Delft South councillor Dineo Masiu said residents had begun to get anxious after spending several days without electricity. File picture: Armand Hough/African News Agency(ANA)
Delft South councillor Dineo Masiu said residents had begun to get anxious after spending several days without electricity. File picture: Armand Hough/African News Agency(ANA)

Illegal connections leave many Cape communities in the dark

By Nomalanga Tshuma Time of article published Jul 7, 2021

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Cape Town - Three hundred households in Delft South are sitting in the dark as they wait for Eskom to resolve the area’s electricity issues allegedly caused by rampant illegal connections.

Delft South councillor Dineo Masiu said residents had begun to get anxious after spending several days without electricity due to persistent electricity thieves making illegal connections, damaging the area’s electrical infrastructure.

“We’re battling with electricity issues in this community, unfortunately illegal connections are a big part of our struggles and we are struggling to stamp them out. They usually occur on the borders of existing communities and pieces of land that were recently invaded.

“Currently, hundreds of residents have been living without power because of these connections, and it’s not only that – we’ve had incidents of fires as well sparked from these makeshift points that are costing us, said Masiu.

“I can’t stress enough how important it is that as a community we all play a part in making sure our community does not suffer at the hands of a few individuals. Like Eskom, we’re also calling on people to please report these connections. When we don’t, vulnerable people suffer as well, the elderly, the sick and everyone.”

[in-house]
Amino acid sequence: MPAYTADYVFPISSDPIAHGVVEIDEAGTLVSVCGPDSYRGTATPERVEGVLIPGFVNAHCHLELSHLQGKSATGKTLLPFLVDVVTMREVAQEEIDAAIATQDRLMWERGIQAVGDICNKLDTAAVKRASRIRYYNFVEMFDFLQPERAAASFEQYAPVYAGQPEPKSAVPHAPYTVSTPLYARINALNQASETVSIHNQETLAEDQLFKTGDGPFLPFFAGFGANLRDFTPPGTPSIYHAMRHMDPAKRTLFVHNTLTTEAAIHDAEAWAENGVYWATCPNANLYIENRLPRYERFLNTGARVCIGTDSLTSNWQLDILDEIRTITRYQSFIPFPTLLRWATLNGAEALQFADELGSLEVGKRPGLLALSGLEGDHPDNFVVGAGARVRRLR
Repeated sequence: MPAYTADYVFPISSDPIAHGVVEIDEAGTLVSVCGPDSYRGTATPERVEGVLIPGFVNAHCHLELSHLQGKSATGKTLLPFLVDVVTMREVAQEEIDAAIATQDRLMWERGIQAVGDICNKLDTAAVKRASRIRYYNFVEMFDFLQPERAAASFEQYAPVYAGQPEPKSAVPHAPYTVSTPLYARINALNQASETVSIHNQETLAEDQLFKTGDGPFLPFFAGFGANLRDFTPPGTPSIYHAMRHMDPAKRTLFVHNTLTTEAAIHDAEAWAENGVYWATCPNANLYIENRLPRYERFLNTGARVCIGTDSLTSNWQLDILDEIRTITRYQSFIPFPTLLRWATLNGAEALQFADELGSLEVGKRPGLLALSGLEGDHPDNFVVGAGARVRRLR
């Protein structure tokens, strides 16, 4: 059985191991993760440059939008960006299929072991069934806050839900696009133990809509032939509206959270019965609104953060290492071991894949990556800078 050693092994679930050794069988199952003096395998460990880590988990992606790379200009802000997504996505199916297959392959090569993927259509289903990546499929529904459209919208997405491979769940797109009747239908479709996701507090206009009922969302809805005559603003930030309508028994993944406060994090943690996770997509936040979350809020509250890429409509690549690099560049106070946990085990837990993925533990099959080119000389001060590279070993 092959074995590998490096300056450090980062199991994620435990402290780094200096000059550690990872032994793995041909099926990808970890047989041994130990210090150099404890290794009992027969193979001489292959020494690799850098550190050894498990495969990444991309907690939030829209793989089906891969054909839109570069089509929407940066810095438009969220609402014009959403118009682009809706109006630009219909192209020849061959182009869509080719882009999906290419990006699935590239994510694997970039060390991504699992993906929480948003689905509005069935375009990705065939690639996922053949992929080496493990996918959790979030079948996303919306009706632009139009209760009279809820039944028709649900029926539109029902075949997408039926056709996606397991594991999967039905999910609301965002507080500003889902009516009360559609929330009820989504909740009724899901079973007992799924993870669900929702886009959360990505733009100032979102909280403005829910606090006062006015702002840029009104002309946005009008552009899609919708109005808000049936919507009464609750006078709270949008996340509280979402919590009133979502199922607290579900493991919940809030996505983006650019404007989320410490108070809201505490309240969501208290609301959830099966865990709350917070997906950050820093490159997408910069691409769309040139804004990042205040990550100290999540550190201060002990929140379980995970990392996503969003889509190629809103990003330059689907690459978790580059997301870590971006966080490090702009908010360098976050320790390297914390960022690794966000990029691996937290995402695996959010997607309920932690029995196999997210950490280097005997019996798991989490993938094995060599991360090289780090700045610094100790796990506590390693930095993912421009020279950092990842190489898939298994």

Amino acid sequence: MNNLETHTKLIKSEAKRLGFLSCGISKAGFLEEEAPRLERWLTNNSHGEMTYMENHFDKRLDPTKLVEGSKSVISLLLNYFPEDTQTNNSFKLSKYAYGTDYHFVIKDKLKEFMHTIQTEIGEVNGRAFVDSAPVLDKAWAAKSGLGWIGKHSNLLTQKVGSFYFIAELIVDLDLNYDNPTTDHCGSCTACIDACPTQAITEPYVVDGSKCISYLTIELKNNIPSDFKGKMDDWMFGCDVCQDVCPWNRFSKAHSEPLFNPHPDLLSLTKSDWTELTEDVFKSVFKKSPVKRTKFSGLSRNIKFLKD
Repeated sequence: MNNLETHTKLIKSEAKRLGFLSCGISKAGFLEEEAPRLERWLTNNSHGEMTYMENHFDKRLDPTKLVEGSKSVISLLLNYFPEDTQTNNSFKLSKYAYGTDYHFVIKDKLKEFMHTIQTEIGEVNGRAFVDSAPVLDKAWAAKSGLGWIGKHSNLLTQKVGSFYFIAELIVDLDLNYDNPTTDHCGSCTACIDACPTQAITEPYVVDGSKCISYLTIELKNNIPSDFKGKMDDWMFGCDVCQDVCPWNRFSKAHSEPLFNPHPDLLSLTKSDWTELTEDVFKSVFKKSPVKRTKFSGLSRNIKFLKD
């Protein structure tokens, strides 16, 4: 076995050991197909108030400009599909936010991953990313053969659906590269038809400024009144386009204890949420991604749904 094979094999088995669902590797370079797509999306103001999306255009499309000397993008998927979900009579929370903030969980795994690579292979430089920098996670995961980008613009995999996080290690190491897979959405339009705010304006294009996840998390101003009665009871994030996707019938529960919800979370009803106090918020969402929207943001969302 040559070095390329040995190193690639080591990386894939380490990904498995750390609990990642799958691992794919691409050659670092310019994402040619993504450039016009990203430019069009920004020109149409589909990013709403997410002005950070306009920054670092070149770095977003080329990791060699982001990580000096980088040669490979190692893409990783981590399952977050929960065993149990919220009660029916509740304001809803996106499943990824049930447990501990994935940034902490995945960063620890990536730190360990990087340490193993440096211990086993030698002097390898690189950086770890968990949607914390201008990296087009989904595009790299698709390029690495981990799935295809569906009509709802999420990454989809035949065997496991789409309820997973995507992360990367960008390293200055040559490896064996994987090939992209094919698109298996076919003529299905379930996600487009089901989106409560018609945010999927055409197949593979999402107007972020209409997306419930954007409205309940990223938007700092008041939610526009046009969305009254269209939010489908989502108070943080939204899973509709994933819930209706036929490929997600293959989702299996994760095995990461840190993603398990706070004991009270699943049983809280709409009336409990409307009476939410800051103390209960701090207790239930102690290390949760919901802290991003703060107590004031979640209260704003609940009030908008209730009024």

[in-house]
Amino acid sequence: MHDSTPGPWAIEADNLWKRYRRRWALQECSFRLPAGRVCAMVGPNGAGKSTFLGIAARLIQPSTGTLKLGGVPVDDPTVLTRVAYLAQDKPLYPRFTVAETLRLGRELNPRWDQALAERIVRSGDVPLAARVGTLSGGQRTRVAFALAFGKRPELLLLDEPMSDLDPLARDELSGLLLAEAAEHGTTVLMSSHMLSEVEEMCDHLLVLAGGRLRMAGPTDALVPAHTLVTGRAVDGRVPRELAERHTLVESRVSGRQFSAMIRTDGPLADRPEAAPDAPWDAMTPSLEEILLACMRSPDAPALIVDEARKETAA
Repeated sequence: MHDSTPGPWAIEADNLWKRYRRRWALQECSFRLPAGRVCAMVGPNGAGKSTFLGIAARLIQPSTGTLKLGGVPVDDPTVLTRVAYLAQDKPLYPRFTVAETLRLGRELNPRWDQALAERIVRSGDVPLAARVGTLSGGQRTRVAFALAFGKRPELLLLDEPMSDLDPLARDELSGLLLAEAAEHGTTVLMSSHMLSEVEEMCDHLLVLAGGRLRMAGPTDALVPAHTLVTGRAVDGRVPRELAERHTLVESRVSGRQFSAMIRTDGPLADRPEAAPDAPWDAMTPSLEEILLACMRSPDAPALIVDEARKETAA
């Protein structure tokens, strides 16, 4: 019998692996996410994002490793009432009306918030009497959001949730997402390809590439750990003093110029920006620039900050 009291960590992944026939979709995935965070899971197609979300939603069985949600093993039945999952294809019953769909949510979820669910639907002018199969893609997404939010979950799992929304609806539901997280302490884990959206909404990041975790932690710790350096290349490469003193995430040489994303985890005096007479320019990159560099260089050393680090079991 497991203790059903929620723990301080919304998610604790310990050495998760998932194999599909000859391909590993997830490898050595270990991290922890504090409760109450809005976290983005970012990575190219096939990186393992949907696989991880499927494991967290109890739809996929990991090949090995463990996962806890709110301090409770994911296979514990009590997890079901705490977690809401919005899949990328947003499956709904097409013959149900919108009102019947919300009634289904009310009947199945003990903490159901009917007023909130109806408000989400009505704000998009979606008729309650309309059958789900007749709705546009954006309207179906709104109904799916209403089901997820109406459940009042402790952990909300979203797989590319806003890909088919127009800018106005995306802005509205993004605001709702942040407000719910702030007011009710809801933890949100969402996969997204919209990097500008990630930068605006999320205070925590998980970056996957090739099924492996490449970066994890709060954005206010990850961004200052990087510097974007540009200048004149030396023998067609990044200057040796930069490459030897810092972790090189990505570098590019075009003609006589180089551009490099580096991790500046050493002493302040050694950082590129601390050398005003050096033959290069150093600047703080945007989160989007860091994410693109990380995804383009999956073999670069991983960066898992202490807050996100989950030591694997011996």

According to Eskom, Delft, along with Wallacedene, Blue Downs, Marikana in Phillippi, Bardale, Mfuleni, Witsands, Du Noon and Atlantis, are among areas that are usually severely affected as a result of illegal electricity connections.

Recently Eskom technicians removed illegal connections in Philippi after receiving information that residents from the Siyanyanzela informal settlement had connected themselves to the Eskom network.

Eskom said in Dunoon it is experiencing high volumes of incidents and equipment failure due to illegal connections that are putting pressure on the electricity service provider’s network.

Eskom Cape Coastal Cluster general manager Alwie Lester said: “Eskom endeavours to engage with all the communities affected by the plague of infrastructure theft and vandalism. It cripples the community and leaves them vulnerable to crime.

“We’ve committed ourselves to have open and transparent communication between ourselves and local community leaders when it comes to power outages and slow load shedding restoration.”

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